Jim Wicks calls this size "the sweet spot." Clad in a pink dress shirt that may well have inspired a Moto X color option, he says that Motorola's goal was to build an X that worked for everyone, and the process started with screen size. "We had a lot of debates about the density of the display — 1080 vs 720 — and what the right size is," says Wicks. "It's easy to hold for people. Basically they feel like they have an ample screen to do everything they want to do, but also it's highly pocketable."
Wicks and his team ended up choosing a 4.7-inch 720p AMOLED display, with whites that look a little pink when examined closely and the same motion-blur problems that plague every similar panel. Compared to the the HTC One andSamsung Galaxy S4, both of which have 1080p screens, it’s a mid-range panel, but Wicks says it doesn’t matter. "We could go and make a higher-resolution screen," Wicks says, "but it would just suck battery and nobody would know the difference."
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The screen allows the Moto X to do some other tricks, though: AMOLED displays can be lit up pixel by pixel, and a feature called Active Notifications takes full advantage. Motorola’s research found that that people turn their phones on and off an average of 60 times a day, just to check the time or identify the beeping in their pants. So Moto X starts to pulse when you miss a call or get a text, and a small square in the center of the screen displays the time and icons for your notifications. Tap anywhere on the screen you can see into the notifications without unlocking the phone, and open right into the app you need. It’s a great feature, even if I’m not a fan of AMOLED displays; the Moto X’s screen is too saturated and contrast-heavy, and the white balance is off as well.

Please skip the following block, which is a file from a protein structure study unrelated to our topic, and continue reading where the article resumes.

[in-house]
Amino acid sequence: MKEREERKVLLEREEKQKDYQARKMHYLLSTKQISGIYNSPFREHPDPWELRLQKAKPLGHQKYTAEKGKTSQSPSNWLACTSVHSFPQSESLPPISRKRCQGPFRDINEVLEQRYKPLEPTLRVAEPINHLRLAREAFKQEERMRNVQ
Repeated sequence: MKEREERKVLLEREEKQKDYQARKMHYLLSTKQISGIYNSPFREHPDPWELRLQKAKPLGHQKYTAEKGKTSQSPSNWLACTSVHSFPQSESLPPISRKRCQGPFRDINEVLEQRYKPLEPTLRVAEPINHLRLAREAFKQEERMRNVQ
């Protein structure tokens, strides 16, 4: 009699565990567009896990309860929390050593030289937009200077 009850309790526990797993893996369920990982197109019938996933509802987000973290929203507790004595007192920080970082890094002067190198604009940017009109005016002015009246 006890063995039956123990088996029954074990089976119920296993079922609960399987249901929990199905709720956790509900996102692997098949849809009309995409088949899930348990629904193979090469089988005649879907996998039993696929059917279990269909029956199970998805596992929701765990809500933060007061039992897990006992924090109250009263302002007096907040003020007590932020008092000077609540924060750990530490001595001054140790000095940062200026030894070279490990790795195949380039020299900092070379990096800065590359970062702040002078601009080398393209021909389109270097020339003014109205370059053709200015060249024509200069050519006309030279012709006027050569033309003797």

The X’s specs are mid-range throughout, actually. Wicks makes his same sweet-spot case for the internals, which Motorola has loftily branded the "X8 Mobile Computing System," but which in reality consists of an off-the-shelf Qualcomm Snapdragon S4 Pro processor and two custom chips for the Moto X’s always-on voice recognition and gesture controls. The S4 is far from the most powerful chip available, but it's in Wicks' sweet spot — it’s optimized for everything the phone needs to do, and nothing more.
The phone does feel fast, fluidly opening apps from notifications and swiping around the operating system. The upside to lower horsepower, Motorola execs tell me again and again, is battery life. Osterloh confidently says the Moto X will get a full day of battery life — a full, 24-hour day. When I wonder if X will hold up over time, Wicks just smiles.
Motorola isn’t worried, but a $199 phone with mid-range internals is a big bet: even the most powerful Android devices have a history of faltering as time wears on, and it’s hard to justify signing up for two years of a device at flagship pricing that’s already behind the top end of the curve.
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But Motorola’s betting that the future of Android isn't about spec sheets. The company thinks we'll stop being concerned with cores, and gigabytes, and megapixels, and that we'll start caring about how our phones feel, how they make our lives easier, and, maybe most importantly, how long they last.
If that sounds a familiar refrain, it’s because it is — that’s pretty much exactly how Apple sells the iPhone, plus extended battery life. "It's really not about being intimidating and tech," Wicks says. "It's really about being human and comfortable."